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Aghast! A key! .......
By Panayoti Kelaidis, Senior Curator & Director of Outreach on Sep 8, 2009
Is it agaSTASHee? Aga-stach-ay?
is it Aghasta(phlegm)ee, how the heck do we pronounce the darned thing? Even ten years ago most of us would not have known an Agastache from a....from a....lets say...from a Leonotis (another unusually colored mint the Botanic Gardens are popularizing...more on that another time). But as I drive around Denver (or stroll through York Street), the fiery rusty, orangy, russet, flaboyant yet subtle Italianate hues of the flame-like flowers never cease to delight me. And tens of thousands of other Denverites seem to agree. Agastache (however we choose to pronounce the generic name) has been around for a long time: several rather dull purple or yellow flowered species (Agastache foeniculum and nepetoides respectively) have been cultivated in herb gardens for a very long time, and are treasured by beekeepers everywhere for their honey production.
Then a man named Richard Dufresne who pretty much invented the craze for Salvia then got interested in an obscure group of Mexican and Southwestern mints--the now familiar Brittoniastrum section of Agastache: these are pollinated by hummingbirds rather than bees. Many Denverites have told me hummers stick around their gardens all summer now that they grow these fiery hyssops. Rich created hybrids that are still in commerce, and informed many of us about this group decades ago. He encouraged Sally Walker to collect Agastache rupestris in the early 1990's: Denver Botanic Gardens and High Country Gardens both obtained seed about the same time. The spectacular sunset hyssop was so showy the very first years that it was the front page of the very first brochure of Plant Select: the rest is pretty much history. (Sometimes I wonder: was it Plant Select that made Agastache or was it the other way around?)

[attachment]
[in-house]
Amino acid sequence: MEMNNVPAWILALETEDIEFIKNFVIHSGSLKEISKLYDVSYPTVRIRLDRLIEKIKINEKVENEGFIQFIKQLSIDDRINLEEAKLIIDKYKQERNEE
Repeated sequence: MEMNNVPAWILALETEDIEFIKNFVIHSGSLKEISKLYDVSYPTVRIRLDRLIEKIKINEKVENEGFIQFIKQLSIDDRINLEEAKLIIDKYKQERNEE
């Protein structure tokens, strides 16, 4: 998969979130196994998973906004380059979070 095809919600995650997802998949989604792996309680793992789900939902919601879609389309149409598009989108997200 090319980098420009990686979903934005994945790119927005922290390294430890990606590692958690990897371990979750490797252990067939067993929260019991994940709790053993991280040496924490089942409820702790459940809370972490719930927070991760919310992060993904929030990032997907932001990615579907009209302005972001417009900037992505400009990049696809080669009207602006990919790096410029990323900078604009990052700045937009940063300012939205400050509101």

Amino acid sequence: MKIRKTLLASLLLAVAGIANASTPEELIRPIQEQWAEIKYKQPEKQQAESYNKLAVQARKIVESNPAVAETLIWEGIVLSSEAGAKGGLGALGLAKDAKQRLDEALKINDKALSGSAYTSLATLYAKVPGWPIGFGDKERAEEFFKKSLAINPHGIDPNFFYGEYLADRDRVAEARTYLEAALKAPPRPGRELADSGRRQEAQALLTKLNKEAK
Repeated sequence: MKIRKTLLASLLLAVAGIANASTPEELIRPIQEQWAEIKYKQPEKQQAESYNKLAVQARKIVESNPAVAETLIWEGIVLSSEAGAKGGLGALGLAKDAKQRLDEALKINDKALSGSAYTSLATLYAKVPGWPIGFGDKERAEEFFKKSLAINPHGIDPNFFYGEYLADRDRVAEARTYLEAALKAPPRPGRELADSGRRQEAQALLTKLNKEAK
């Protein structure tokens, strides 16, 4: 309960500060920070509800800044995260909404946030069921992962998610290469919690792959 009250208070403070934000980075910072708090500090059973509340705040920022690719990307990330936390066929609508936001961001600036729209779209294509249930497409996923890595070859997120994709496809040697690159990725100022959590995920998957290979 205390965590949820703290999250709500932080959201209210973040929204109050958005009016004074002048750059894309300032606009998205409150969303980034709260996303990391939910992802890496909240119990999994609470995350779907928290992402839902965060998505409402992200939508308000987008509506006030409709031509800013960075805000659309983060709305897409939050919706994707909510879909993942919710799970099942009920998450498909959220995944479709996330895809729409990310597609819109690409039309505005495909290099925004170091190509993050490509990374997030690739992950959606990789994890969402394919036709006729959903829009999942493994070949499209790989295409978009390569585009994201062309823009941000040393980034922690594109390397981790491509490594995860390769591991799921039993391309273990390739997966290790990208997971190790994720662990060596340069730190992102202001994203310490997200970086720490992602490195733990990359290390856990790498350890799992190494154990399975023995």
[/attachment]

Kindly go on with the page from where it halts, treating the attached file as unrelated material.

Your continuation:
A Russian Sage alone is just plain blue. Combine it with sunset hyssop and you have something magic. As more and more species and hybrids of these Southwestern mints hit the streets, our autumn gardens will blaze ever more brilliantly, and our tongues will continue to twist and trip trying to figure out how to pronounce the darned name. I have a suggestion that might help, however: if someone corrects your pronounciation, be sure to tell them that "My dear, that's the way I used to pronounce it!", turn up your nose and walk away briskly.